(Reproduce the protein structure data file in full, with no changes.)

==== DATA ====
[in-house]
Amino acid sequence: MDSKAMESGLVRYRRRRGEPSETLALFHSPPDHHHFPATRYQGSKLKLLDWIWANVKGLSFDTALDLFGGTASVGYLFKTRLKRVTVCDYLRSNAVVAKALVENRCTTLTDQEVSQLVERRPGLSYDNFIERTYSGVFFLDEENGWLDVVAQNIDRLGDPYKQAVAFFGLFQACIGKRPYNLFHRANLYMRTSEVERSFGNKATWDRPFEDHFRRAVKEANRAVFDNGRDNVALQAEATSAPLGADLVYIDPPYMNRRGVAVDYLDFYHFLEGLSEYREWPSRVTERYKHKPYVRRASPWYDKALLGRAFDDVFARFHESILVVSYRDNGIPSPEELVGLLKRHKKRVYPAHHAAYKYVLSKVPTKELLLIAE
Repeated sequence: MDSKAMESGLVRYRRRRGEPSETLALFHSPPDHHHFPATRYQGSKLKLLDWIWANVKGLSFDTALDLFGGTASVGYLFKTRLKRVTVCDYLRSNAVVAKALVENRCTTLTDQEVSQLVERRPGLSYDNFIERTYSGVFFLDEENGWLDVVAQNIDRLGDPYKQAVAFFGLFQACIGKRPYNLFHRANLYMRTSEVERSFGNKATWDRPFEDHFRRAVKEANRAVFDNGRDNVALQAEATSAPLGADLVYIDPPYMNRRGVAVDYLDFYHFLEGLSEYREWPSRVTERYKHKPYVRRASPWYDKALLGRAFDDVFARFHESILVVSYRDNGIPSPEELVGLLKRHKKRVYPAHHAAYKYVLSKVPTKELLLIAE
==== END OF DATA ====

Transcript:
[in-house]
Amino acid sequence: MDSKAMESGLVRYRRRRGEPSETLALFHSPPDHHHFPATRYQGSKLKLLDWIWANVKGLSFDTALDLFGGTASVGYLFKTRLKRVTVCDYLRSNAVVAKALVENRCTTLTDQEVSQLVERRPGLSYDNFIERTYSGVFFLDEENGWLDVVAQNIDRLGDPYKQAVAFFGLFQACIGKRPYNLFHRANLYMRTSEVERSFGNKATWDRPFEDHFRRAVKEANRAVFDNGRDNVALQAEATSAPLGADLVYIDPPYMNRRGVAVDYLDFYHFLEGLSEYREWPSRVTERYKHKPYVRRASPWYDKALLGRAFDDVFARFHESILVVSYRDNGIPSPEELVGLLKRHKKRVYPAHHAAYKYVLSKVPTKELLLIAE
Repeated sequence: MDSKAMESGLVRYRRRRGEPSETLALFHSPPDHHHFPATRYQGSKLKLLDWIWANVKGLSFDTALDLFGGTASVGYLFKTRLKRVTVCDYLRSNAVVAKALVENRCTTLTDQEVSQLVERRPGLSYDNFIERTYSGVFFLDEENGWLDVVAQNIDRLGDPYKQAVAFFGLFQACIGKRPYNLFHRANLYMRTSEVERSFGNKATWDRPFEDHFRRAVKEANRAVFDNGRDNVALQAEATSAPLGADLVYIDPPYMNRRGVAVDYLDFYHFLEGLSEYREWPSRVTERYKHKPYVRRASPWYDKALLGRAFDDVFARFHESILVVSYRDNGIPSPEELVGLLKRHKKRVYPAHHAAYKYVLSKVPTKELLLIAE